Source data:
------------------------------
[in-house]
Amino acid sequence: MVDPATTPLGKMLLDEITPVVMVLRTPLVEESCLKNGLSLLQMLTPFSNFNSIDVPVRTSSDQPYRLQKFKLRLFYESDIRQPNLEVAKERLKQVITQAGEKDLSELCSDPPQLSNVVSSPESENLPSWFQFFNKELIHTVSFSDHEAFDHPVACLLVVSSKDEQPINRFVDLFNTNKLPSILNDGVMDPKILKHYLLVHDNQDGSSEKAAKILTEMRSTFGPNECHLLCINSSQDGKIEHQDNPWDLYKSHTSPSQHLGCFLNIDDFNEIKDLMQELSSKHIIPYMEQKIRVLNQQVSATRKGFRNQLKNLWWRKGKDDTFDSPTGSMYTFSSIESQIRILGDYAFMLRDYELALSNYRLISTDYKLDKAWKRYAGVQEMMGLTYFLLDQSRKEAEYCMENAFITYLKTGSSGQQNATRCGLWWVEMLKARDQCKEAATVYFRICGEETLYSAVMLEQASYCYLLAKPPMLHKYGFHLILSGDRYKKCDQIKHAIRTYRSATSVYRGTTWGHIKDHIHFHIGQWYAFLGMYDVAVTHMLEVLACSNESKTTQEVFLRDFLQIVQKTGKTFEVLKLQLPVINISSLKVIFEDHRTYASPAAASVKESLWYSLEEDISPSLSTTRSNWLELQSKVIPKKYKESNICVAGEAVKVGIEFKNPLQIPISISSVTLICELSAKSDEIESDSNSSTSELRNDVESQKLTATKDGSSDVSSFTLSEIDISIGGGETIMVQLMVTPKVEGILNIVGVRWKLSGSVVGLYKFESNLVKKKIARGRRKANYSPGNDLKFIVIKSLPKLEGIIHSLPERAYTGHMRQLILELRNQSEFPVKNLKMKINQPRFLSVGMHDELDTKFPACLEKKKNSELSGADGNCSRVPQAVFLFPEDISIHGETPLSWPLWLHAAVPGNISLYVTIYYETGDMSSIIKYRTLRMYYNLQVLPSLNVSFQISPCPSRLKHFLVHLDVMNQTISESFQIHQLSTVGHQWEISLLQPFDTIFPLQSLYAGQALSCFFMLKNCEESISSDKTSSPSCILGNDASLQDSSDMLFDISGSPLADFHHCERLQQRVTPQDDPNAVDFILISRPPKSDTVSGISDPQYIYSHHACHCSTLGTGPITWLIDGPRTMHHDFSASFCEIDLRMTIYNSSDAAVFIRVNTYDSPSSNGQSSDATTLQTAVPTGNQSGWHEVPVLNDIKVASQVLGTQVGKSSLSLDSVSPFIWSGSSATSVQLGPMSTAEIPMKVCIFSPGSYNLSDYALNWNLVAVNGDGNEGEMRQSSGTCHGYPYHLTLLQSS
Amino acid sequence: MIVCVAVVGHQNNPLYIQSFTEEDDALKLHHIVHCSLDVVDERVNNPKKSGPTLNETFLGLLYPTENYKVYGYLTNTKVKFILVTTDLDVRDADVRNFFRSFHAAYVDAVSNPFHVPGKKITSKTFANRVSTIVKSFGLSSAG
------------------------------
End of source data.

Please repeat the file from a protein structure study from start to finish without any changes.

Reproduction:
[in-house]
Amino acid sequence: MVDPATTPLGKMLLDEITPVVMVLRTPLVEESCLKNGLSLLQMLTPFSNFNSIDVPVRTSSDQPYRLQKFKLRLFYESDIRQPNLEVAKERLKQVITQAGEKDLSELCSDPPQLSNVVSSPESENLPSWFQFFNKELIHTVSFSDHEAFDHPVACLLVVSSKDEQPINRFVDLFNTNKLPSILNDGVMDPKILKHYLLVHDNQDGSSEKAAKILTEMRSTFGPNECHLLCINSSQDGKIEHQDNPWDLYKSHTSPSQHLGCFLNIDDFNEIKDLMQELSSKHIIPYMEQKIRVLNQQVSATRKGFRNQLKNLWWRKGKDDTFDSPTGSMYTFSSIESQIRILGDYAFMLRDYELALSNYRLISTDYKLDKAWKRYAGVQEMMGLTYFLLDQSRKEAEYCMENAFITYLKTGSSGQQNATRCGLWWVEMLKARDQCKEAATVYFRICGEETLYSAVMLEQASYCYLLAKPPMLHKYGFHLILSGDRYKKCDQIKHAIRTYRSATSVYRGTTWGHIKDHIHFHIGQWYAFLGMYDVAVTHMLEVLACSNESKTTQEVFLRDFLQIVQKTGKTFEVLKLQLPVINISSLKVIFEDHRTYASPAAASVKESLWYSLEEDISPSLSTTRSNWLELQSKVIPKKYKESNICVAGEAVKVGIEFKNPLQIPISISSVTLICELSAKSDEIESDSNSSTSELRNDVESQKLTATKDGSSDVSSFTLSEIDISIGGGETIMVQLMVTPKVEGILNIVGVRWKLSGSVVGLYKFESNLVKKKIARGRRKANYSPGNDLKFIVIKSLPKLEGIIHSLPERAYTGHMRQLILELRNQSEFPVKNLKMKINQPRFLSVGMHDELDTKFPACLEKKKNSELSGADGNCSRVPQAVFLFPEDISIHGETPLSWPLWLHAAVPGNISLYVTIYYETGDMSSIIKYRTLRMYYNLQVLPSLNVSFQISPCPSRLKHFLVHLDVMNQTISESFQIHQLSTVGHQWEISLLQPFDTIFPLQSLYAGQALSCFFMLKNCEESISSDKTSSPSCILGNDASLQDSSDMLFDISGSPLADFHHCERLQQRVTPQDDPNAVDFILISRPPKSDTVSGISDPQYIYSHHACHCSTLGTGPITWLIDGPRTMHHDFSASFCEIDLRMTIYNSSDAAVFIRVNTYDSPSSNGQSSDATTLQTAVPTGNQSGWHEVPVLNDIKVASQVLGTQVGKSSLSLDSVSPFIWSGSSATSVQLGPMSTAEIPMKVCIFSPGSYNLSDYALNWNLVAVNGDGNEGEMRQSSGTCHGYPYHLTLLQSS
Amino acid sequence: MIVCVAVVGHQNNPLYIQSFTEEDDALKLHHIVHCSLDVVDERVNNPKKSGPTLNETFLGLLYPTENYKVYGYLTNTKVKFILVTTDLDVRDADVRNFFRSFHAAYVDAVSNPFHVPGKKITSKTFANRVSTIVKSFGLSSAG